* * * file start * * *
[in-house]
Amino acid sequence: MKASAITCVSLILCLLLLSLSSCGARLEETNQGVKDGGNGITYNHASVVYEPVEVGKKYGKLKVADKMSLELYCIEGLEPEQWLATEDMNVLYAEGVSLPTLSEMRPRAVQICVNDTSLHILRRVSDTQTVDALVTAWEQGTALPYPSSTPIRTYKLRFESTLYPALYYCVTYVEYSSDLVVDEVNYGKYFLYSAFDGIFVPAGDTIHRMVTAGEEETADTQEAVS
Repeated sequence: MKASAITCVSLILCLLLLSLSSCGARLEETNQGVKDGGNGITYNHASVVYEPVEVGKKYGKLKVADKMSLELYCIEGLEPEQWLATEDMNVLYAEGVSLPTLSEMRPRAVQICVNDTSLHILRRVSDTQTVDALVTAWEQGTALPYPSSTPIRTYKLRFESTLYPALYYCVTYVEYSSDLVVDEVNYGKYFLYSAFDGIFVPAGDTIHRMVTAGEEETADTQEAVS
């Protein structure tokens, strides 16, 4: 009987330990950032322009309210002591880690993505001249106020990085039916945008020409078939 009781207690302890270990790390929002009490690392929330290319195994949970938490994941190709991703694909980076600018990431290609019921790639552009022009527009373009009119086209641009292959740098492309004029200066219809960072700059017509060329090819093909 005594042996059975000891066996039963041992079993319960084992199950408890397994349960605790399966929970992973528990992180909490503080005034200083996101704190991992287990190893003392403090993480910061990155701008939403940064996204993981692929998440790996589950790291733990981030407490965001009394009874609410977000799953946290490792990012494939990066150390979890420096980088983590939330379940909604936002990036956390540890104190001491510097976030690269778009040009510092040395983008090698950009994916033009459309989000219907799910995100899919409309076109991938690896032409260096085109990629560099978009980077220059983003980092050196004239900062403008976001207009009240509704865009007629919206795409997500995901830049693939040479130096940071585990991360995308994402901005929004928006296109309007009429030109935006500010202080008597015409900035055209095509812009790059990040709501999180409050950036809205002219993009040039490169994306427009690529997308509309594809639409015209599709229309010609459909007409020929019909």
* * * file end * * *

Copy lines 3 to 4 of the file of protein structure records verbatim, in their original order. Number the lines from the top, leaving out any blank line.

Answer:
Repeated sequence: MKASAITCVSLILCLLLLSLSSCGARLEETNQGVKDGGNGITYNHASVVYEPVEVGKKYGKLKVADKMSLELYCIEGLEPEQWLATEDMNVLYAEGVSLPTLSEMRPRAVQICVNDTSLHILRRVSDTQTVDALVTAWEQGTALPYPSSTPIRTYKLRFESTLYPALYYCVTYVEYSSDLVVDEVNYGKYFLYSAFDGIFVPAGDTIHRMVTAGEEETADTQEAVS
């Protein structure tokens, strides 16, 4: 009987330990950032322009309210002591880690993505001249106020990085039916945008020409078939 009781207690302890270990790390929002009490690392929330290319195994949970938490994941190709991703694909980076600018990431290609019921790639552009022009527009373009009119086209641009292959740098492309004029200066219809960072700059017509060329090819093909 005594042996059975000891066996039963041992079993319960084992199950408890397994349960605790399966929970992973528990992180909490503080005034200083996101704190991992287990190893003392403090993480910061990155701008939403940064996204993981692929998440790996589950790291733990981030407490965001009394009874609410977000799953946290490792990012494939990066150390979890420096980088983590939330379940909604936002990036956390540890104190001491510097976030690269778009040009510092040395983008090698950009994916033009459309989000219907799910995100899919409309076109991938690896032409260096085109990629560099978009980077220059983003980092050196004239900062403008976001207009009240509704865009007629919206795409997500995901830049693939040479130096940071585990991360995308994402901005929004928006296109309007009429030109935006500010202080008597015409900035055209095509812009790059990040709501999180409050950036809205002219993009040039490169994306427009690529997308509309594809639409015209599709229309010609459909007409020929019909």